Why should you do research in academic journals?
If you find one good article that supports your research, you can use the bibliography at the end of the paper to locate further research.
Use a periodical database to find articles from magazines, journals, and newspapers. Not sure how a database works? The box to your right offers some general tips that apply to most library databases. A complete, alphabetical listing of BCC's databases provides a description of each and the subject matter covered. Below is a selection of databases which are useful for general academic research. For information on accessing national and regional newspapers for research, see the next section from the pull-down menu in this library orientation.
Keyword searching uses the words AND, OR, and NOT as connectors between keyword terms to tell a database or catalog how to search according to a system of Boolean logic.
1. Begin your research with a question about which you are curious, then pull out the essential, or 'key" words:
With the rising price of food, how can urban farming benefit city residents?
"urban farming" "cost of food"*
*"Quotes" are used to indicate a phrase is being searched for. Put quotes around two-or-more word phrases.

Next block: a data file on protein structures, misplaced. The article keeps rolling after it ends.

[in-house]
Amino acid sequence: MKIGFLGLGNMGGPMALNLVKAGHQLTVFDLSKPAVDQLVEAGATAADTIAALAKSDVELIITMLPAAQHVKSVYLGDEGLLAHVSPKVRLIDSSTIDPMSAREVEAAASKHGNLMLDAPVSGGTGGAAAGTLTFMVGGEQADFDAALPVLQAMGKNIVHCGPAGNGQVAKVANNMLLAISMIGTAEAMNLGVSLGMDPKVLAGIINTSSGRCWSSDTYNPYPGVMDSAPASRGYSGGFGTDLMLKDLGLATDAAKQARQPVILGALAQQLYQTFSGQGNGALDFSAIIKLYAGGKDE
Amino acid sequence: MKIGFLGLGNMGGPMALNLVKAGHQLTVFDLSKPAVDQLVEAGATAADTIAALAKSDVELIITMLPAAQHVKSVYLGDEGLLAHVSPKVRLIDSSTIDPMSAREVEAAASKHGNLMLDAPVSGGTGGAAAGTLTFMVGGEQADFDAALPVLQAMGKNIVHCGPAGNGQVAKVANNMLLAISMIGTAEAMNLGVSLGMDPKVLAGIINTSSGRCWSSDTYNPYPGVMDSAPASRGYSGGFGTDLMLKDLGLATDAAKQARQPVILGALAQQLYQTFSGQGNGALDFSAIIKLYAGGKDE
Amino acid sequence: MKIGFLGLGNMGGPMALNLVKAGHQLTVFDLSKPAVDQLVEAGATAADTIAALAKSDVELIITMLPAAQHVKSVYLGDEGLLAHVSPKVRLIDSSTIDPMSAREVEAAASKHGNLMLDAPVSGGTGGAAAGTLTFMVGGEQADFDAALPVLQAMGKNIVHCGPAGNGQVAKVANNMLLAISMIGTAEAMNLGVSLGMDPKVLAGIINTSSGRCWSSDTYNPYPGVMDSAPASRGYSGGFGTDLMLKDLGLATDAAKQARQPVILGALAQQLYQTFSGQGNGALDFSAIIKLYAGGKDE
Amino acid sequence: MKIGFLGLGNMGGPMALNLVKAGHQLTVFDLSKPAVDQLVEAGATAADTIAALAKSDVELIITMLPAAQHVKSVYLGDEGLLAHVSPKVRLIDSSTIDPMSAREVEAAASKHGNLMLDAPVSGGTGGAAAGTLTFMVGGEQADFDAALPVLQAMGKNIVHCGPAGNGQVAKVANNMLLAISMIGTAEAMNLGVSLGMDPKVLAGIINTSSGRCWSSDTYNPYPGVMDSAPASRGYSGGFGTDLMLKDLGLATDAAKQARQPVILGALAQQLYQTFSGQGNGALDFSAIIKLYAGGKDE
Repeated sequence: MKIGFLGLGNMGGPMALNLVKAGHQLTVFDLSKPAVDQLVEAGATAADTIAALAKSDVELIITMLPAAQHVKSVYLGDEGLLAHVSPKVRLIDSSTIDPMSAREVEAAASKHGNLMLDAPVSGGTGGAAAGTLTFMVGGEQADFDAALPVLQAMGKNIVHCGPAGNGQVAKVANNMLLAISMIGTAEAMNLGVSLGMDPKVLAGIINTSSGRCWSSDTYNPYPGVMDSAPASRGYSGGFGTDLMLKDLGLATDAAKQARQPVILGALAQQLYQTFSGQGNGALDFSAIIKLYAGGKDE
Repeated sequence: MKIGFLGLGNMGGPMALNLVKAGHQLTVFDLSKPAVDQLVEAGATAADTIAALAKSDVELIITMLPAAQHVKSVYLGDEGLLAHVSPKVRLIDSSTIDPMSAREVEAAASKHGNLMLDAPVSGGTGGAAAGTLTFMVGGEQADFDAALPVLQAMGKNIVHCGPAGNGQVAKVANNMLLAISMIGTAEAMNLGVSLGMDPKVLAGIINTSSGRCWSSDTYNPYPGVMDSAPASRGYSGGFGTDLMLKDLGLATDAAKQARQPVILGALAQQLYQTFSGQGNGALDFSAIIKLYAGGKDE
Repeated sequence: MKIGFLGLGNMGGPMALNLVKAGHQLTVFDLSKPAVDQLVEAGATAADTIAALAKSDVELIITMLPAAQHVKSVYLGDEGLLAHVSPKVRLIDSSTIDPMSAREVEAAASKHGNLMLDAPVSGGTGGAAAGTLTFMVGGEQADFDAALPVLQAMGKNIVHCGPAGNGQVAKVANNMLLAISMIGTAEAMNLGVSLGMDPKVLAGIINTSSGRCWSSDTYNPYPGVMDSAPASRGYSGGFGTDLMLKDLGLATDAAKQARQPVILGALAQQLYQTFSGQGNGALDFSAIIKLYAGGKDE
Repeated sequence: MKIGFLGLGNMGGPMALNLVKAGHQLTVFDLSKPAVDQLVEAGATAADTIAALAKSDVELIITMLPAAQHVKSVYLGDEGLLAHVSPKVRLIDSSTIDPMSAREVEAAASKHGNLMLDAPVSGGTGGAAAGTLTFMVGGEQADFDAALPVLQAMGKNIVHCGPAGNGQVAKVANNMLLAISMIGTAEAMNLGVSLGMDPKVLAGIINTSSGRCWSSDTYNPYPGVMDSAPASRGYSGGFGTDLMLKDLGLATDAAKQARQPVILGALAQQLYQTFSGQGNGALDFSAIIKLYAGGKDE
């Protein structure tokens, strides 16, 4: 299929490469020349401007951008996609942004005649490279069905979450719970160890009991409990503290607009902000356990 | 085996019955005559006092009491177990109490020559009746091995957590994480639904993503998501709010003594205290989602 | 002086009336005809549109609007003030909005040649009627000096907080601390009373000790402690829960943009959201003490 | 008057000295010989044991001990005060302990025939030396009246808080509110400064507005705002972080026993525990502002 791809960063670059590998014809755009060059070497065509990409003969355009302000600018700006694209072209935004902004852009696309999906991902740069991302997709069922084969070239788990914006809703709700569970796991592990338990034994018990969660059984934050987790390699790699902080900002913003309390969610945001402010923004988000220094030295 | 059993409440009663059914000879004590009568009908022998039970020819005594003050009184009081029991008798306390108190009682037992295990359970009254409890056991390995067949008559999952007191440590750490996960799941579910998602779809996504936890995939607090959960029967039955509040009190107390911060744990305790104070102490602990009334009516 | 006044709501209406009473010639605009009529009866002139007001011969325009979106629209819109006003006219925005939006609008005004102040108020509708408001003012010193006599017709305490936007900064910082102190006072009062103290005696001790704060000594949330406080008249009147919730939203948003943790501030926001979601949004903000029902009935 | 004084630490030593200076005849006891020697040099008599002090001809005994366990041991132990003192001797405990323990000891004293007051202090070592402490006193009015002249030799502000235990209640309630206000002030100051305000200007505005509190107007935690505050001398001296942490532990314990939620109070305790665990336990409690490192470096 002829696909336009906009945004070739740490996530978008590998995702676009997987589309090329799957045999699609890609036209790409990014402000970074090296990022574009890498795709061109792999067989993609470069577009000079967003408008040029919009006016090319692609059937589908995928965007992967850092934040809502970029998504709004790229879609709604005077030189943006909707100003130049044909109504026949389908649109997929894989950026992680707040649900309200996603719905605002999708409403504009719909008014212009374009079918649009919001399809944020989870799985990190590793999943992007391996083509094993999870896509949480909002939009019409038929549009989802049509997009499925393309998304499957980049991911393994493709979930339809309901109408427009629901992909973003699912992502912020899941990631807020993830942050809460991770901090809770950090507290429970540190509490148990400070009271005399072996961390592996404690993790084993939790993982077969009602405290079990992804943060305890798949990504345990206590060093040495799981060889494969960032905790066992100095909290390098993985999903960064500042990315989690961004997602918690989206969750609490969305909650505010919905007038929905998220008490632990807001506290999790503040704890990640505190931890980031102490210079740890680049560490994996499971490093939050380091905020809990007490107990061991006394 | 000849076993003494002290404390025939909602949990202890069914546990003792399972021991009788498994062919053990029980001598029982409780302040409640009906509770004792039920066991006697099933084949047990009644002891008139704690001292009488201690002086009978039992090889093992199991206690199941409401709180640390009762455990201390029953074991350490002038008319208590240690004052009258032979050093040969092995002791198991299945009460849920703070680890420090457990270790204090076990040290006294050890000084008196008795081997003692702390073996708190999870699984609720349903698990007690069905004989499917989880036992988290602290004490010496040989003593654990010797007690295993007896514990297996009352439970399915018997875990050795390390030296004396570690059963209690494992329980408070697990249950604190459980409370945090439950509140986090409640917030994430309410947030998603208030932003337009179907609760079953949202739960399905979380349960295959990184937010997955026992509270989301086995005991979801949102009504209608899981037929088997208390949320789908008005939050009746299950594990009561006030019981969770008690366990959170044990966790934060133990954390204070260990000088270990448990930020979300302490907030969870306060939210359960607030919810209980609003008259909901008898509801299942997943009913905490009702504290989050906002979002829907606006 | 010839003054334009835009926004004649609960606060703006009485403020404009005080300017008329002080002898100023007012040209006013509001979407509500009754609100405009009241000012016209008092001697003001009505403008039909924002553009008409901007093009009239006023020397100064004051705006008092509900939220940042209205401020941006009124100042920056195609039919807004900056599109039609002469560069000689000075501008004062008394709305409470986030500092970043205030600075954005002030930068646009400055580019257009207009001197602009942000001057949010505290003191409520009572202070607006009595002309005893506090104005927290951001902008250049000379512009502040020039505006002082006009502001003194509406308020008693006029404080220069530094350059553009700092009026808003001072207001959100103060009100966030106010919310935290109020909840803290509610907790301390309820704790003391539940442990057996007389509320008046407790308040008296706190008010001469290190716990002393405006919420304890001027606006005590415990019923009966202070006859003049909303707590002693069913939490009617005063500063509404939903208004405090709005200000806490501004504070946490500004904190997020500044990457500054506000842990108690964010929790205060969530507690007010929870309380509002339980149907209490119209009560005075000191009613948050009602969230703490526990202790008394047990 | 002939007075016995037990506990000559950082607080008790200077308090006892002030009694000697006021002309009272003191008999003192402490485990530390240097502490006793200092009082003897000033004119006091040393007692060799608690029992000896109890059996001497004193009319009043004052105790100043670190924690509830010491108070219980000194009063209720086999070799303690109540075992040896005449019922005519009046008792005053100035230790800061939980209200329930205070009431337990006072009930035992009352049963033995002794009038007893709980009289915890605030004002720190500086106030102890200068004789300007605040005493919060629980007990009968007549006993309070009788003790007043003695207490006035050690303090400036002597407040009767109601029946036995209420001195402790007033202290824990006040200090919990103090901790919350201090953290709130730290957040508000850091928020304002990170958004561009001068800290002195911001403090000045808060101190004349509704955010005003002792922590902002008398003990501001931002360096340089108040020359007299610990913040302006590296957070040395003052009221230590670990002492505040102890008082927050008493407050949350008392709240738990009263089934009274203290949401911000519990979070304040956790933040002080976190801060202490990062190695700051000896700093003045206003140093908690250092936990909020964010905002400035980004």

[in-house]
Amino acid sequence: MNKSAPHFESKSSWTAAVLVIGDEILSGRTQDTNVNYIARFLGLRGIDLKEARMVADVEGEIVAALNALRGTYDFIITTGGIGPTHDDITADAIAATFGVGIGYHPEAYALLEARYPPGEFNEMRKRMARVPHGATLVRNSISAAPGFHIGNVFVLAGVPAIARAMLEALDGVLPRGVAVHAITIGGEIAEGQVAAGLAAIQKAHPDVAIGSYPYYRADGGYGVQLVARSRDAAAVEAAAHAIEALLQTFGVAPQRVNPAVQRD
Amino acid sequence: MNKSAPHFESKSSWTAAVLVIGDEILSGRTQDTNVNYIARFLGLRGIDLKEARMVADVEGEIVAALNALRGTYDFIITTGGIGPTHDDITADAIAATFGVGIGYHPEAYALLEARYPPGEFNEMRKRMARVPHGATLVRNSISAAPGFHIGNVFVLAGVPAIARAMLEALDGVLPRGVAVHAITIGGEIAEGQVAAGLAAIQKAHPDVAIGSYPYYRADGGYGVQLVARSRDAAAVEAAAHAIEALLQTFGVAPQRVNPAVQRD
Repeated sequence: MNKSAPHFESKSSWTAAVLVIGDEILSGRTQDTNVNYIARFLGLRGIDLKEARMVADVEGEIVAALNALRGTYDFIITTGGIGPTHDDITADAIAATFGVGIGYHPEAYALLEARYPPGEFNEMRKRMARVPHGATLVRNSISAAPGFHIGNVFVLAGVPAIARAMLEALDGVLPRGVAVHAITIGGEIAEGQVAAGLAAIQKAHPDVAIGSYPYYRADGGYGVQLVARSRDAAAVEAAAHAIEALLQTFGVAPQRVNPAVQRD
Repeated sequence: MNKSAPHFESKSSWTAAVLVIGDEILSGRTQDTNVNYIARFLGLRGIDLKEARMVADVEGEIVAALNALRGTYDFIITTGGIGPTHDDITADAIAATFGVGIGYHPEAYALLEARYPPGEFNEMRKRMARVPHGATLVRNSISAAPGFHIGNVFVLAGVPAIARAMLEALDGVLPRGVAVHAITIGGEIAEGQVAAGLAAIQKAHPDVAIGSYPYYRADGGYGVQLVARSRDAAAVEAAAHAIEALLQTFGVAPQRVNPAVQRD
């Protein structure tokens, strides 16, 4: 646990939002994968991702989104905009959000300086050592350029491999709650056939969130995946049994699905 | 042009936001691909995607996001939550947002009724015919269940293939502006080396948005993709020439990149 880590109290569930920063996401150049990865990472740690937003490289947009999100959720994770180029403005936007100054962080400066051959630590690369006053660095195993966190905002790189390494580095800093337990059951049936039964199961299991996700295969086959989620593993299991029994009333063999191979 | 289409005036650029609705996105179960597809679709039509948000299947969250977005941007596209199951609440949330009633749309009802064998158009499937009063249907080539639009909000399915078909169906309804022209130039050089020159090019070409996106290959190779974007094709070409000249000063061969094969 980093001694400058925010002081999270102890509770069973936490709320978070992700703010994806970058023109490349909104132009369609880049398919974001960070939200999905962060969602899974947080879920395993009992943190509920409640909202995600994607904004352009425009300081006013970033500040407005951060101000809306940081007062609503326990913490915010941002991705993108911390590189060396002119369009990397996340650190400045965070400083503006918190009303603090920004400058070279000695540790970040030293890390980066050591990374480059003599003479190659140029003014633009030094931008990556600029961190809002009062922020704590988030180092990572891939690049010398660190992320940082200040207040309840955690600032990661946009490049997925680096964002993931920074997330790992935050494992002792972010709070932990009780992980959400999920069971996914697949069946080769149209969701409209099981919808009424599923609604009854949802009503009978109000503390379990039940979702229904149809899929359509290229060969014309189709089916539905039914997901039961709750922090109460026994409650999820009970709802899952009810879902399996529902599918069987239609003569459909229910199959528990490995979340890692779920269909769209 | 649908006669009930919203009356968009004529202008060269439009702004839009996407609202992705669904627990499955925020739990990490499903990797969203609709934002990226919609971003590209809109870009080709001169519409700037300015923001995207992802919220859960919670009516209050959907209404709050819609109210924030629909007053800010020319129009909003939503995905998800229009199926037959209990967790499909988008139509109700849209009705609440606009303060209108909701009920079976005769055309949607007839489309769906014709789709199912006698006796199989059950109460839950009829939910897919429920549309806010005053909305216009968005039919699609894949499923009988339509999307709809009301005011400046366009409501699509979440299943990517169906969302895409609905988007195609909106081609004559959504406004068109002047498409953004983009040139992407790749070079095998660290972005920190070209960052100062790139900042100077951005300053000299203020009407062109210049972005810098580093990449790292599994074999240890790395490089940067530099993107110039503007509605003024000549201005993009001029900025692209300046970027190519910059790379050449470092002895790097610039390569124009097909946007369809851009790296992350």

2. Make a list of synonyms for each of the terms or concepts:
"Urban Farming" "Cost of Food"
"urban agriculture" "price of food"
3. Use Boolean logic to connect these keywords into a search statement.
"urban farming" and "cost of food"
Your results will show only articles that contain both words.
"urban farming" or "urban agriculture"
Your results will show only articles in which at least one of the terms in each circle appears.
"urban agriculture" not rural
Your results will show only articles in which the phrase "urban agriculture" appears, but not the word rural. It is best to use “not” only when excluding terms.
4. Use Truncation to pick up plurals or alternative endings.
The truncation symbol in the majority of the databases is anasterisk (*), but some databases will recognize a question mark (?), hash mark (#), or exclamation point (!).
farm* : farm, farms, farmer, and farming